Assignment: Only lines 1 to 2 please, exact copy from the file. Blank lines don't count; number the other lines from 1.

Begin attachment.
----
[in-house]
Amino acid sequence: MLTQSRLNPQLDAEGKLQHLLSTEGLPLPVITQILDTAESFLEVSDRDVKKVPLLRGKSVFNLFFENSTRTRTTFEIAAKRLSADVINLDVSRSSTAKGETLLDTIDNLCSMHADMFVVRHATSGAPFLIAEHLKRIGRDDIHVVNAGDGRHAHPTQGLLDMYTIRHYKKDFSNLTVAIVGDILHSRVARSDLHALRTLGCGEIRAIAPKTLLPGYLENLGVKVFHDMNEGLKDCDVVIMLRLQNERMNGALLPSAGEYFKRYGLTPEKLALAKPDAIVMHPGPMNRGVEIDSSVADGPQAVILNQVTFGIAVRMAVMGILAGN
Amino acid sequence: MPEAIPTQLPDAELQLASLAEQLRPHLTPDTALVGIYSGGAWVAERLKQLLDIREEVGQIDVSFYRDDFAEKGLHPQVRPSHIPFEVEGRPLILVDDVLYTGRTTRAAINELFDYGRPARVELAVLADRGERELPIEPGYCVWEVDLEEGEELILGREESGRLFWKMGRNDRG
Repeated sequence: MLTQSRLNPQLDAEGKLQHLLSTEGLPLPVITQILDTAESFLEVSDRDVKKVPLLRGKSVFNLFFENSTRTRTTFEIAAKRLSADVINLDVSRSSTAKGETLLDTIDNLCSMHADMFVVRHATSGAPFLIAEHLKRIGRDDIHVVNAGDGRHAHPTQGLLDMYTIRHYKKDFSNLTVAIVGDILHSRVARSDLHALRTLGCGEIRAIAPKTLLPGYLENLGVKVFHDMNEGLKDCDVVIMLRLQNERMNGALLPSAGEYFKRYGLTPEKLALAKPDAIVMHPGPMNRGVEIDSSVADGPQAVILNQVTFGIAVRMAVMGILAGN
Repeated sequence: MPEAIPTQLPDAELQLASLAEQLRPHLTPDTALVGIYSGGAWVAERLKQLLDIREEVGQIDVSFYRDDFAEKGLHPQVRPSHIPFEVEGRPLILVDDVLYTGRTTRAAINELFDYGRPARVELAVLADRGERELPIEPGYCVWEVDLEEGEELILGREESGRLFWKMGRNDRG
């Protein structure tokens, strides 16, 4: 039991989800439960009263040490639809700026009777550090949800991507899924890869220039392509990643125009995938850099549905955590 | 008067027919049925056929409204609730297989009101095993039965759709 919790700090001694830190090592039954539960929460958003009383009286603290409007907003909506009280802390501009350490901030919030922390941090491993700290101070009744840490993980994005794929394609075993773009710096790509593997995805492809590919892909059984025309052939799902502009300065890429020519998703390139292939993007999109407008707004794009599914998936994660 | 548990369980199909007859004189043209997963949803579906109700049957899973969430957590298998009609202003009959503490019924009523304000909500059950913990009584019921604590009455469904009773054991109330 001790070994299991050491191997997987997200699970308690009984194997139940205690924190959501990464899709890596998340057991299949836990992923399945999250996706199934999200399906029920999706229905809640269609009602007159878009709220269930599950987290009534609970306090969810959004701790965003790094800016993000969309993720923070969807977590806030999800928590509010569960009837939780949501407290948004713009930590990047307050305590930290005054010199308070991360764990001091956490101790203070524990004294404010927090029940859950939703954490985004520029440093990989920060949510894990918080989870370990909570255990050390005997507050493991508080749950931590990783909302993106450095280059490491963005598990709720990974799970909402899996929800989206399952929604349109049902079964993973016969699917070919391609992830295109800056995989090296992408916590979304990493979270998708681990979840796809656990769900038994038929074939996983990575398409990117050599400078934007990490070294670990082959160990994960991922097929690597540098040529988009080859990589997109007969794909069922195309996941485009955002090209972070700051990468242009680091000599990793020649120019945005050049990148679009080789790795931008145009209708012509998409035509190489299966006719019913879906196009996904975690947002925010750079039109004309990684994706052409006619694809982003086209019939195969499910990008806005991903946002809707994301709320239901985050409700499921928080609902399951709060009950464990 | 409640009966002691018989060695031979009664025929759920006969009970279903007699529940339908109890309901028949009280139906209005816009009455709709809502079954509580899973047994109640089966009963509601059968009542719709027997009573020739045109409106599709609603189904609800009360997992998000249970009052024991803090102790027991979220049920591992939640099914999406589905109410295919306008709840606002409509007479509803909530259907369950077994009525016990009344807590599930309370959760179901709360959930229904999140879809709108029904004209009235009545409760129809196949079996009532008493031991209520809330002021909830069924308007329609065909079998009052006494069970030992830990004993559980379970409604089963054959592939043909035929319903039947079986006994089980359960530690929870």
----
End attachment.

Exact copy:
[in-house]
Amino acid sequence: MLTQSRLNPQLDAEGKLQHLLSTEGLPLPVITQILDTAESFLEVSDRDVKKVPLLRGKSVFNLFFENSTRTRTTFEIAAKRLSADVINLDVSRSSTAKGETLLDTIDNLCSMHADMFVVRHATSGAPFLIAEHLKRIGRDDIHVVNAGDGRHAHPTQGLLDMYTIRHYKKDFSNLTVAIVGDILHSRVARSDLHALRTLGCGEIRAIAPKTLLPGYLENLGVKVFHDMNEGLKDCDVVIMLRLQNERMNGALLPSAGEYFKRYGLTPEKLALAKPDAIVMHPGPMNRGVEIDSSVADGPQAVILNQVTFGIAVRMAVMGILAGN